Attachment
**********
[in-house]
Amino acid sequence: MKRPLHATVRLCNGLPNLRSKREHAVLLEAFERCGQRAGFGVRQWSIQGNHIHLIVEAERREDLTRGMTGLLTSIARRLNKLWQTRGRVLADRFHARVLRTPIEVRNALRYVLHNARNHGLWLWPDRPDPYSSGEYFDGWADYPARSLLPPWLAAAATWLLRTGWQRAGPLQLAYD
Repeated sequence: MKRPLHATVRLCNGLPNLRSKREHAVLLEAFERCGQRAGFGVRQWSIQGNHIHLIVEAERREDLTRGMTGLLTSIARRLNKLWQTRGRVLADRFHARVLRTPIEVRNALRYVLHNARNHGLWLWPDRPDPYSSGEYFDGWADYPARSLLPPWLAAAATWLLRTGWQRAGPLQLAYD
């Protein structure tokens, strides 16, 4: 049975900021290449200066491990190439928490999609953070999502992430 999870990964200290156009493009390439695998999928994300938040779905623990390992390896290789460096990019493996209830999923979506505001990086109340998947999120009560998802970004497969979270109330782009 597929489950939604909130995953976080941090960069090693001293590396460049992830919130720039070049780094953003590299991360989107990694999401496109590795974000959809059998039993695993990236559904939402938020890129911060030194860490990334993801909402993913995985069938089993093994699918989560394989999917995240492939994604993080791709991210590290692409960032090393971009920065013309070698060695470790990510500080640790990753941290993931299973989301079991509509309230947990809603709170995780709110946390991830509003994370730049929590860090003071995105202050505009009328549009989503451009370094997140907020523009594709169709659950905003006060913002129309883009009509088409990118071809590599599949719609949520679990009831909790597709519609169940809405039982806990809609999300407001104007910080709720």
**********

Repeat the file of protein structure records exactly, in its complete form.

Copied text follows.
[in-house]
Amino acid sequence: MKRPLHATVRLCNGLPNLRSKREHAVLLEAFERCGQRAGFGVRQWSIQGNHIHLIVEAERREDLTRGMTGLLTSIARRLNKLWQTRGRVLADRFHARVLRTPIEVRNALRYVLHNARNHGLWLWPDRPDPYSSGEYFDGWADYPARSLLPPWLAAAATWLLRTGWQRAGPLQLAYD
Repeated sequence: MKRPLHATVRLCNGLPNLRSKREHAVLLEAFERCGQRAGFGVRQWSIQGNHIHLIVEAERREDLTRGMTGLLTSIARRLNKLWQTRGRVLADRFHARVLRTPIEVRNALRYVLHNARNHGLWLWPDRPDPYSSGEYFDGWADYPARSLLPPWLAAAATWLLRTGWQRAGPLQLAYD
């Protein structure tokens, strides 16, 4: 049975900021290449200066491990190439928490999609953070999502992430 999870990964200290156009493009390439695998999928994300938040779905623990390992390896290789460096990019493996209830999923979506505001990086109340998947999120009560998802970004497969979270109330782009 597929489950939604909130995953976080941090960069090693001293590396460049992830919130720039070049780094953003590299991360989107990694999401496109590795974000959809059998039993695993990236559904939402938020890129911060030194860490990334993801909402993913995985069938089993093994699918989560394989999917995240492939994604993080791709991210590290692409960032090393971009920065013309070698060695470790990510500080640790990753941290993931299973989301079991509509309230947990809603709170995780709110946390991830509003994370730049929590860090003071995105202050505009009328549009989503451009370094997140907020523009594709169709659950905003006060913002129309883009009509088409990118071809590599599949719609949520679990009831909790597709519609169940809405039982806990809609999300407001104007910080709720």